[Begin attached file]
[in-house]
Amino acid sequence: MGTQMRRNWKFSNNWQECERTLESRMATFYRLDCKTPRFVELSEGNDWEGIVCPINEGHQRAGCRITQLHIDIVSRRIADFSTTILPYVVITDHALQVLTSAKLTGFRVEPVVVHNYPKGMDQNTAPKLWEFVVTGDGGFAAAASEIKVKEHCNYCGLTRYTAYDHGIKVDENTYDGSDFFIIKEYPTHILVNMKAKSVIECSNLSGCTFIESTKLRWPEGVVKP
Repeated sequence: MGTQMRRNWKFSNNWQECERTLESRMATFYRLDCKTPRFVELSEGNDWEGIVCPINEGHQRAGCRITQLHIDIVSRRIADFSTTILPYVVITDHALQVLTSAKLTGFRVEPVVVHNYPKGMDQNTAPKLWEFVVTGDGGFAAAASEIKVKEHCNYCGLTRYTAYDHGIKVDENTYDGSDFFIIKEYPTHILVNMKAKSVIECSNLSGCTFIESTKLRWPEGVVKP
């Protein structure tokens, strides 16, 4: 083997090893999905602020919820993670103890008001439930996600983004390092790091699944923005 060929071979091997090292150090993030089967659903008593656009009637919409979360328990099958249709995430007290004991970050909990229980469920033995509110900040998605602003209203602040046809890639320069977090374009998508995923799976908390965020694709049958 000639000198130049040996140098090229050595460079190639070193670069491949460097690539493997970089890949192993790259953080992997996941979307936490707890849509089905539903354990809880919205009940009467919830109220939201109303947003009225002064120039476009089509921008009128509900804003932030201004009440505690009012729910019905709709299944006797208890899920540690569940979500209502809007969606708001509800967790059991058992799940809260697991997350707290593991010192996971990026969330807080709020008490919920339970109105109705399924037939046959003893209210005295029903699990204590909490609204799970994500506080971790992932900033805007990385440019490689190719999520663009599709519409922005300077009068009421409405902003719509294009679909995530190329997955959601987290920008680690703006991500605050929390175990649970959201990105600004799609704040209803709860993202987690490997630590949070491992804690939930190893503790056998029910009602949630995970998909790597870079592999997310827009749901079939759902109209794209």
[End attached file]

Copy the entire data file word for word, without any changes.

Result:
[in-house]
Amino acid sequence: MGTQMRRNWKFSNNWQECERTLESRMATFYRLDCKTPRFVELSEGNDWEGIVCPINEGHQRAGCRITQLHIDIVSRRIADFSTTILPYVVITDHALQVLTSAKLTGFRVEPVVVHNYPKGMDQNTAPKLWEFVVTGDGGFAAAASEIKVKEHCNYCGLTRYTAYDHGIKVDENTYDGSDFFIIKEYPTHILVNMKAKSVIECSNLSGCTFIESTKLRWPEGVVKP
Repeated sequence: MGTQMRRNWKFSNNWQECERTLESRMATFYRLDCKTPRFVELSEGNDWEGIVCPINEGHQRAGCRITQLHIDIVSRRIADFSTTILPYVVITDHALQVLTSAKLTGFRVEPVVVHNYPKGMDQNTAPKLWEFVVTGDGGFAAAASEIKVKEHCNYCGLTRYTAYDHGIKVDENTYDGSDFFIIKEYPTHILVNMKAKSVIECSNLSGCTFIESTKLRWPEGVVKP
């Protein structure tokens, strides 16, 4: 083997090893999905602020919820993670103890008001439930996600983004390092790091699944923005 060929071979091997090292150090993030089967659903008593656009009637919409979360328990099958249709995430007290004991970050909990229980469920033995509110900040998605602003209203602040046809890639320069977090374009998508995923799976908390965020694709049958 000639000198130049040996140098090229050595460079190639070193670069491949460097690539493997970089890949192993790259953080992997996941979307936490707890849509089905539903354990809880919205009940009467919830109220939201109303947003009225002064120039476009089509921008009128509900804003932030201004009440505690009012729910019905709709299944006797208890899920540690569940979500209502809007969606708001509800967790059991058992799940809260697991997350707290593991010192996971990026969330807080709020008490919920339970109105109705399924037939046959003893209210005295029903699990204590909490609204799970994500506080971790992932900033805007990385440019490689190719999520663009599709519409922005300077009068009421409405902003719509294009679909995530190329997955959601987290920008680690703006991500605050929390175990649970959201990105600004799609704040209803709860993202987690490997630590949070491992804690939930190893503790056998029910009602949630995970998909790597870079592999997310827009749901079939759902109209794209």